Last week was a vacation–and not. True, I was immersed in three vacation-y pursuits: inspiring view; regimen of pampering/rejuvenation; even a whimsical lapse of judgment best second-guessed in retrospect.
Translation: I didn’t go anywhere. Activities included re-doing the sewing/exercise/whatever room and coordinating prescriptions, care, and vet visits for a post-operative Scottie dog.
And my Big Regret was deciding a while back that pet insurance would be advisable but not actually signing up for it. (We’ve considered re-naming the patient Princess Cruise.)
On the plus side, Kenna, our little terrier, is again bouncing around, striking fear into squirrels’ hearts–also behaving as a poor but fun role model for Robert, our larger, moodier Scottie. The made-over room looks wonderful; I haven’t skipped a day on the elliptical machine since the place took on a classier tone.
Luckily, a library copy of Edward Rutherfurd’s new 800-page Paris: The Novel turned up just in time for the week off. What is vacation if not the chance to consume several hundred pages at a time without sacrificing a night’s sleep?
All of which resulted in clarity about future vacations. Rutherfurd’s latest saga accomplished what Hemingway’s A Moveable Feast, Adam Gopnik’s Paris to the Moon, Diane Johnson’s Le Divorce, and numerous other excellent novels and accounts of life in Paris only tempted me to do. Post-Rutherfurd, I’ll finally confess my latent ambition to be Yet Another Paris Tourist.
Admittedly, moving Paris to the top of the wish list earns one zero points for originality. And those clichéd images of the Eiffel Tower, baguette-toting natives, the Belle Epoque lamp posts? Yes, they’re ultra-commercial. But those ubiquitous graphics powerfully evoke the spectrum of individual interests in Paris: history, architecture, cuisine, fashion, performing arts, graphic arts, religion, politics…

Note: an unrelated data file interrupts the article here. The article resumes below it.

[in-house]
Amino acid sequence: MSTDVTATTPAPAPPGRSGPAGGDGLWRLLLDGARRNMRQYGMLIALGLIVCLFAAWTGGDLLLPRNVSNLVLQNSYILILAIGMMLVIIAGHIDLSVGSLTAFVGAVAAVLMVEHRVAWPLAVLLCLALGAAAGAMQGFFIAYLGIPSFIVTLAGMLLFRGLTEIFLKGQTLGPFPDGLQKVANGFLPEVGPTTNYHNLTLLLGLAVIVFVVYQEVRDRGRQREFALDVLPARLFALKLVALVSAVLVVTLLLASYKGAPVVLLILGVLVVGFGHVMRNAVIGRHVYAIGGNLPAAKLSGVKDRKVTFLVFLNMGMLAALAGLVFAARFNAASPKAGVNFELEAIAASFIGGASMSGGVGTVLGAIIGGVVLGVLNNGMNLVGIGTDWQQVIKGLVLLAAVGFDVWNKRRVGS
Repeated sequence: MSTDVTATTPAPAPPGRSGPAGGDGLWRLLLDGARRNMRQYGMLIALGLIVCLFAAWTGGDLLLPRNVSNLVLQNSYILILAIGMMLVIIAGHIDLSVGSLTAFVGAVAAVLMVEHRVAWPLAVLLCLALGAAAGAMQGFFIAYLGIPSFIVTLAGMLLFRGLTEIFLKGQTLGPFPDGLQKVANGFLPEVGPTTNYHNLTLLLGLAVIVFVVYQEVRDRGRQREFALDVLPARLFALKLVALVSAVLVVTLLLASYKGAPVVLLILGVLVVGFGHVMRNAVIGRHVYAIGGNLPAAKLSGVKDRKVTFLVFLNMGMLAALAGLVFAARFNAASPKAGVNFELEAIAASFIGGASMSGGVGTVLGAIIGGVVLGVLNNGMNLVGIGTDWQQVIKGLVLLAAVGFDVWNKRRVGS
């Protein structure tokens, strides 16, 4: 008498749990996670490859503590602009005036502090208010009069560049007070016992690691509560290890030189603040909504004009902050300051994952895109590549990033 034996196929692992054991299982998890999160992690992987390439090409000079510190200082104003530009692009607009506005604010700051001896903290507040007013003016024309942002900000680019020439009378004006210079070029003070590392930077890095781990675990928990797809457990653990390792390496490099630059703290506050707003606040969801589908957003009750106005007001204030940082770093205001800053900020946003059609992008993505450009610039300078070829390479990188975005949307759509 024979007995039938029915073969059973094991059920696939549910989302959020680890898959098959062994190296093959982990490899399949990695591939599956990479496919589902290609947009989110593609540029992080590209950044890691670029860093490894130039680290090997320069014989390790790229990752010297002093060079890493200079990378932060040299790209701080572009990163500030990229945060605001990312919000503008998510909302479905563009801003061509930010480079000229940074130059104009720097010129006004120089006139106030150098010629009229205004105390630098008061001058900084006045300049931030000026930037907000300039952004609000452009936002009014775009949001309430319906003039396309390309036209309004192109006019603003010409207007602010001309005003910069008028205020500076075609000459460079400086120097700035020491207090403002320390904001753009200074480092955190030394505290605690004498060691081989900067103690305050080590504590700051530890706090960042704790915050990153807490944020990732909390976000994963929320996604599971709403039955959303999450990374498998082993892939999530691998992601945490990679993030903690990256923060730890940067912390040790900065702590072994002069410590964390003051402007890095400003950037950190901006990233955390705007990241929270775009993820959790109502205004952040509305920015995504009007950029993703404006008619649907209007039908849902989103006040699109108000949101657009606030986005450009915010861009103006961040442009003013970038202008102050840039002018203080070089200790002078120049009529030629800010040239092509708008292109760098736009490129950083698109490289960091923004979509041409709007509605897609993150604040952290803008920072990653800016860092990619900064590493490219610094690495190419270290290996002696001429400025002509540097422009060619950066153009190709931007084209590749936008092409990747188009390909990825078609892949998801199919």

As with Sarum, New York, London, etc., Rutherfurd unfurls an ambitious tapestry of several centuries’ urban evolution. The threads, individual characters of varying classes, strive for the best possible existence as they currently discern it. But only you, the reader, can perceive the ultimate pattern, whole-cloth evidence that some ancestors’ dreams were not worth pursuing. Other forebears die convinced of having lost a struggle in which their descendants eventually triumph. Endurance is the key.
There’s nothing like a big-picture historical saga to bestow appreciation for the relative insignificance of one’s own obstacles or ambitions. These epics also portray the advance of progress founded on small but persistent increments of goodwill and creativity.
View Paris’ Roman ruins and churches, and you’re reminded that cultures succeed or not on both merit and adaptability. Hop on the Eiffel Tower’s elevator, and you’re conveyed aloft a structure originally designed for showstopper visual appeal and meant to last twenty years.
Over 100 years later, hordes of visitors are confidently making that ascent.
I wouldn’t hesitate, either. Until then, I’ll recommend Goodreads’ Books About Paris list. In October, watch for Charles Belfoure’s The Paris Architect. I’m reading the advance copy of this intriguing historical fiction/thriller set in German-occupied Paris–and already added it to the library’s order list.